01:41 - Source: CNN
Federal judge in Texas strikes down Obamacare (2018)
CNN  — 

On Friday, a federal judge in Texas struck down the Affordable Care Act, otherwise known as Obamacare, but that doesn’t mean the law is dead – yet. Here’s what you need to know.

What did the judge decide?

Texas District Judge Reed O’Connor ruled that the part of the law that mandated that people get coverage was unconstitutional, and because the mandate was “essential to and inseverable from the remainder of the ACA,” the rest of the law would have to be thrown out, as well.

“Individual Mandate can no longer be fairly read as an exercise of Congress’s Tax Power,” O’Connor wrote, “and it is still impermissible under the Interstate Commerce Clause – meaning the Individual Mandate is unconstitutional.”

In December 2017, as part of tax reform legislation, Congress essentially eliminated the mandate, reducing the penalty that Obamacare required if someone didn’t have insurance. The penalty goes down to $0 in 2019.

Didn’t Congress eliminate the individual mandate?

It was that change that gave the Texas attorney general, along with 17 Republican state attorneys general and two governors, an opportunity to file a lawsuit arguing that if this key part of the law was eliminated, the entire law is unconstitutional.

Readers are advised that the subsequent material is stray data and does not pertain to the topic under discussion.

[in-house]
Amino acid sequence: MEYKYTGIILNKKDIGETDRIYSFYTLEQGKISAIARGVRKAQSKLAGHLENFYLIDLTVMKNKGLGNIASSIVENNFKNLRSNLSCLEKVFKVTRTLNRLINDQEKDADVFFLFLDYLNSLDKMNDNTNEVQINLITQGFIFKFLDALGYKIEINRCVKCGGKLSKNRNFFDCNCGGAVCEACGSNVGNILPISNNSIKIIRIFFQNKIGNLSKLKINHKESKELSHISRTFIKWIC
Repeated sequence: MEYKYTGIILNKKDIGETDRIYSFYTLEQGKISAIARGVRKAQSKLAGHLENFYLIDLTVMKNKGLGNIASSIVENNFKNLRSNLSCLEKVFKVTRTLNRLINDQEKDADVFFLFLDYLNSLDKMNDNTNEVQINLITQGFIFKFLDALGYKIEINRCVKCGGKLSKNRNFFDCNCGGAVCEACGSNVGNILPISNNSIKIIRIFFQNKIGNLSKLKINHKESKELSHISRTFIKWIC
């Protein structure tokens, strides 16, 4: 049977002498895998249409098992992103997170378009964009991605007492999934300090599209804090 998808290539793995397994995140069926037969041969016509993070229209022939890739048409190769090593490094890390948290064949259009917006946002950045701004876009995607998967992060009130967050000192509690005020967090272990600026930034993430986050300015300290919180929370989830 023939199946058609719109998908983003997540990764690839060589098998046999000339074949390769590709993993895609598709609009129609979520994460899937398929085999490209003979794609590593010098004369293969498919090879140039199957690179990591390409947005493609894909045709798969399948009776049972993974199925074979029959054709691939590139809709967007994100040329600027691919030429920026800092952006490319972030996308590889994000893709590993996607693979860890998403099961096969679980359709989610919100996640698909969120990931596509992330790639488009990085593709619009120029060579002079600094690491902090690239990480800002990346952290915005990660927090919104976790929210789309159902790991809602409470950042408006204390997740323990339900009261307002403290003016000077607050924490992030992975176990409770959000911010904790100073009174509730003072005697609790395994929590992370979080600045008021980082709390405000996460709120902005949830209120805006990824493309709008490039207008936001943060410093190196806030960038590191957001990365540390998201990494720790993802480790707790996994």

The Trump administration refused to defend Obamacare in court. California and 16 other Democratic-led states stepped in to argue that the mandate was constitutional and that even without it, the law should still stand.

On Saturday, the last day of open enrollment, a red banner on top of HealthCare.gov, where people sign up for Obamacare, read, “Court’s decision does not affect 2019 enrollment or coverage.”

Will people still get their health care through the insurance exchanges?

President Donald Trump celebrated the ruling Friday, but the White House noted later in the day that, pending appeals, the “law remains in place.”

The deadline to sign up for coverage was Saturday in most states. People getting their insurance for 2019 this way are still good to go.

It’s unclear what will happen to those customers in the future. Nearly 10.3 million people got their insurance this way in 2018.

If the ruling stands, millions may have to find insurance another way, if they can. Obamacare was created in part so people could find a plan that was affordable and would cover them even if they had a pre-existing condition.

Obamacare also expanded who was eligible for Medicaid. If the law is completely struck down, their insurance could also be in jeopardy. Nearly 10 million additional Americans gained coverage through the Medicaid expansion.

Who else would be affected?

“The ACA is pretty baked into our health care system now,” said Karen Pollitz, a senior fellow and expert on health reform and private insurance with the Kaiser Family Foundation. “Making it go away is not that easy.”

Essentially, anyone who uses the health care system could be affected. The nearly 2,000-page law radically reshaped the system.

Under Obamacare, employers with 50 employees or more had to offer benefits to those who work more than 30 hours a week.